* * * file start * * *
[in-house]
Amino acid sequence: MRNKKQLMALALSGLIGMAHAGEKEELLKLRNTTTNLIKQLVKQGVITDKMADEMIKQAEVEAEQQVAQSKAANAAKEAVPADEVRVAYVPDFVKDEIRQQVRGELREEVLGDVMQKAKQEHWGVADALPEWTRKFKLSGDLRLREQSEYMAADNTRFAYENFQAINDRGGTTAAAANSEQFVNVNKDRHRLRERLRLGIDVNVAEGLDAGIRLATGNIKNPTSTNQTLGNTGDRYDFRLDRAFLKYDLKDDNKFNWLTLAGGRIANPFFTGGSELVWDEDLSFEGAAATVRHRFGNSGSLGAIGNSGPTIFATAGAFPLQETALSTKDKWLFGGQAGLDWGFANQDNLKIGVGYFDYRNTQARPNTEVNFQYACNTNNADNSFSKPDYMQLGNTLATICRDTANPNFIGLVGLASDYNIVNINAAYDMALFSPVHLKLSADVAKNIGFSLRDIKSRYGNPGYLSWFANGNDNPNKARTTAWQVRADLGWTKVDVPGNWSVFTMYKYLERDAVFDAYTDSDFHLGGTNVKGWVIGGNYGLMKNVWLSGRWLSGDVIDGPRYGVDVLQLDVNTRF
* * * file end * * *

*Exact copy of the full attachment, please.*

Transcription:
[in-house]
Amino acid sequence: MRNKKQLMALALSGLIGMAHAGEKEELLKLRNTTTNLIKQLVKQGVITDKMADEMIKQAEVEAEQQVAQSKAANAAKEAVPADEVRVAYVPDFVKDEIRQQVRGELREEVLGDVMQKAKQEHWGVADALPEWTRKFKLSGDLRLREQSEYMAADNTRFAYENFQAINDRGGTTAAAANSEQFVNVNKDRHRLRERLRLGIDVNVAEGLDAGIRLATGNIKNPTSTNQTLGNTGDRYDFRLDRAFLKYDLKDDNKFNWLTLAGGRIANPFFTGGSELVWDEDLSFEGAAATVRHRFGNSGSLGAIGNSGPTIFATAGAFPLQETALSTKDKWLFGGQAGLDWGFANQDNLKIGVGYFDYRNTQARPNTEVNFQYACNTNNADNSFSKPDYMQLGNTLATICRDTANPNFIGLVGLASDYNIVNINAAYDMALFSPVHLKLSADVAKNIGFSLRDIKSRYGNPGYLSWFANGNDNPNKARTTAWQVRADLGWTKVDVPGNWSVFTMYKYLERDAVFDAYTDSDFHLGGTNVKGWVIGGNYGLMKNVWLSGRWLSGDVIDGPRYGVDVLQLDVNTRF